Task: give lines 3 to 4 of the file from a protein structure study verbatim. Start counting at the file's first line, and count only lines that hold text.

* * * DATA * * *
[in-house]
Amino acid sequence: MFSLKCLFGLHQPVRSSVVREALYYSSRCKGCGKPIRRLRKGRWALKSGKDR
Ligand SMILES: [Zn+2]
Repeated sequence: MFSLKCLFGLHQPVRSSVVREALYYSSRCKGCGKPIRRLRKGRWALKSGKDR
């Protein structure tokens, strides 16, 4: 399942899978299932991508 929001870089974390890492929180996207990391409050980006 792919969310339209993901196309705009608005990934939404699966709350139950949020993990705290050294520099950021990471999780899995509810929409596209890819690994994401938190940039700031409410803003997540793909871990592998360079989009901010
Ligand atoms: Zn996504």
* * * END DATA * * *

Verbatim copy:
Ligand SMILES: [Zn+2]
Repeated sequence: MFSLKCLFGLHQPVRSSVVREALYYSSRCKGCGKPIRRLRKGRWALKSGKDR